# Prime numbers

Prime numbers are the natural numbers that have just two different dividers: 1 and himself.

Examples:

1) 2 have only the dividers 1 and 2, therefore 2 It's a prime number.
2) 17 have only the dividers 1 and 17, therefore 17 It's a prime number.
3) 10 have the dividers 1, 2, 5 and 10, therefore 10 no It's a prime number.

1 is not a prime number, because he has only one divider that is himself.
2 is the only prime number that is even.

Numbers that have more than two dividers are called compound numbers.
Example: 15 has more than two dividers => 15 is a compound number.

## Recognition of a prime number

To know if a number is prime, we divide that number by prime numbers 2, 3, 5, 7, 11, etc., until we have:
- or a division with zero remainder (and in this case the number not cousin),
- or a division with lower quotient that the divisor and the nonzero rest. In this case the number it's cousin.

Examples:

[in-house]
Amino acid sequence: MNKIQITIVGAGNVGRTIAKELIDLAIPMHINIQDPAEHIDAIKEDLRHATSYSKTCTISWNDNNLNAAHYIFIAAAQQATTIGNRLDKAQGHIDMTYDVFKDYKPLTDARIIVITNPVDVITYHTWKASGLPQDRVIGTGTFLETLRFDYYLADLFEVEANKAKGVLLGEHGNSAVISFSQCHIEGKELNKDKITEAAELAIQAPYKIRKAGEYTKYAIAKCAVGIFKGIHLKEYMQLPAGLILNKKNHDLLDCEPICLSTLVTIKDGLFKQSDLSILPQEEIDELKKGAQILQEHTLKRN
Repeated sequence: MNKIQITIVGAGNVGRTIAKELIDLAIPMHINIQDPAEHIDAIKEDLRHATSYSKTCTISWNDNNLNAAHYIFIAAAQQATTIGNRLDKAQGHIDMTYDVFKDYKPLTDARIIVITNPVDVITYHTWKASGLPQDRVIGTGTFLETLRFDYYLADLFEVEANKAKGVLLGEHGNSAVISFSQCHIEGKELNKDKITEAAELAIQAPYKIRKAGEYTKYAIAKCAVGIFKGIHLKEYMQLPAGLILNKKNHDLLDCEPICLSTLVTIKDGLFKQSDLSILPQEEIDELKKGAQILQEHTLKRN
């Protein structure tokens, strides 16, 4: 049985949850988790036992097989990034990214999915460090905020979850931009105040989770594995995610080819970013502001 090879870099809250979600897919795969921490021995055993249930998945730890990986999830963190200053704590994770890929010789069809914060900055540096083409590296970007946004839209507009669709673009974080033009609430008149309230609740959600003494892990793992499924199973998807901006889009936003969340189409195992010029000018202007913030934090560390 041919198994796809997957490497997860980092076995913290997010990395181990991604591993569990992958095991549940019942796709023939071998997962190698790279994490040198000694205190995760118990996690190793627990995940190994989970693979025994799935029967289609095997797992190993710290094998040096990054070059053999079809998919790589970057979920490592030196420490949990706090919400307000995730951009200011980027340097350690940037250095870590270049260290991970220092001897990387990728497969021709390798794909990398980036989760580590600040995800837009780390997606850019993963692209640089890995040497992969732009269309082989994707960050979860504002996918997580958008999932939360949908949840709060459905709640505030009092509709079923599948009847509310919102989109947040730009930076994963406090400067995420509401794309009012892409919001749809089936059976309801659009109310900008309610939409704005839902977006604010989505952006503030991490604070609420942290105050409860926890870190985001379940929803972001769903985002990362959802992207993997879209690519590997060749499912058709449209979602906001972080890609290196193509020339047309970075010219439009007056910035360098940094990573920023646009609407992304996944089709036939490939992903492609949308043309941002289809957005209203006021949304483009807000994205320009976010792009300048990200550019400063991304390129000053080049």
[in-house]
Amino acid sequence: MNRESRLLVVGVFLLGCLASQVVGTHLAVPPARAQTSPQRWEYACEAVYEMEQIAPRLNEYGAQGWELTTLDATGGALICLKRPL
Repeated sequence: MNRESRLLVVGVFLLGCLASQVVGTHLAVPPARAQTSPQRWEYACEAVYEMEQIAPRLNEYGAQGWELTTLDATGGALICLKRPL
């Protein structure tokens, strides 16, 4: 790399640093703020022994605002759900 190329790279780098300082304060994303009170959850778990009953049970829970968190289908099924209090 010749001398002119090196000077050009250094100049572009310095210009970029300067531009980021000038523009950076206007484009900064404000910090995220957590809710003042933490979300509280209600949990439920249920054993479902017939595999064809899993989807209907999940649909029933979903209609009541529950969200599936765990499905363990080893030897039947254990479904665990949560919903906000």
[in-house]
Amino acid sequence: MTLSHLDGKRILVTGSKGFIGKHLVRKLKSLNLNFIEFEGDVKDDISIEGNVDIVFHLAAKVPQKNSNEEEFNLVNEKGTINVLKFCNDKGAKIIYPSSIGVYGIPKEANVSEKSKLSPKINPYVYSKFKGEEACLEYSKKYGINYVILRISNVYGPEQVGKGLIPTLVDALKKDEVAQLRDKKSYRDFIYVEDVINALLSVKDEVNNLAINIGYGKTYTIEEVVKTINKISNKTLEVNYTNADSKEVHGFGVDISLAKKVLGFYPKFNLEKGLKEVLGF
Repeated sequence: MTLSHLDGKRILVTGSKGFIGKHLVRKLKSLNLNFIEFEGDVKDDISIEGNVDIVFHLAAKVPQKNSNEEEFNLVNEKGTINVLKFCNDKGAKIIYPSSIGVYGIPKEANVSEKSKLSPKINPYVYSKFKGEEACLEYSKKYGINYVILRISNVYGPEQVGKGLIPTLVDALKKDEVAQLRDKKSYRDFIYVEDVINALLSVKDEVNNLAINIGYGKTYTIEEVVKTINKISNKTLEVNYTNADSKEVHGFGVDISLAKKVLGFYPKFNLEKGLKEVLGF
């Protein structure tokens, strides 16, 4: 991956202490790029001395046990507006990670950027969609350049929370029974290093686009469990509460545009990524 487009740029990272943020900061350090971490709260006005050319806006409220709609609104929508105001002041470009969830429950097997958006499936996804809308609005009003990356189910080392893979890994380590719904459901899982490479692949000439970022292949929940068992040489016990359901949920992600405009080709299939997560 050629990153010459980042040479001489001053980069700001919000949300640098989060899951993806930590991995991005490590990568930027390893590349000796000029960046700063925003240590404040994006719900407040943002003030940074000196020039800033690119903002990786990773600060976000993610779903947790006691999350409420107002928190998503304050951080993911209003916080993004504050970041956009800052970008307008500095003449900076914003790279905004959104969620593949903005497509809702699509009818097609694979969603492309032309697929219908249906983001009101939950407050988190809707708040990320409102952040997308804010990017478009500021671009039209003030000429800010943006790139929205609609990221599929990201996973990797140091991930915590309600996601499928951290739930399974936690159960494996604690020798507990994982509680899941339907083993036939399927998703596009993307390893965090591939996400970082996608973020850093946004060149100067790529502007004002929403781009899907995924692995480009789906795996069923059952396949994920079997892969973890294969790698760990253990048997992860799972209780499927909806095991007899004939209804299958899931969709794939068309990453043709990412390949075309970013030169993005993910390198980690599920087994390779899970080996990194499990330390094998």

1) The number 161:

• not even, so not divisible by 2;
• 1 + 6 + 1 = 8, so it is not divisible by 3;
• does not end in 0 or 5, so it is not divisible by 5;
• by 7: 161/7 = 23, with zero remainder, so 161 is divisible by 7, and therefore no It's a prime number.

2) The number 113:

• not even, so not divisible by 2;
• 1 + 1 + 3 = 5, so it is not divisible by 3;
• does not end in 0 or 5, so it is not divisible by 5;
• by 7: 113/7 = 16, with remainder 1. The quotient (16) is still greater than the divisor (7).
• by 11: 113/11 = 10, with remainder 3. The quotient (10) is smaller than divisor (11), and furthermore the remainder is nonzero (the remainder is 3), so 113 is a prime number.
Next: Prime Fact Decomposition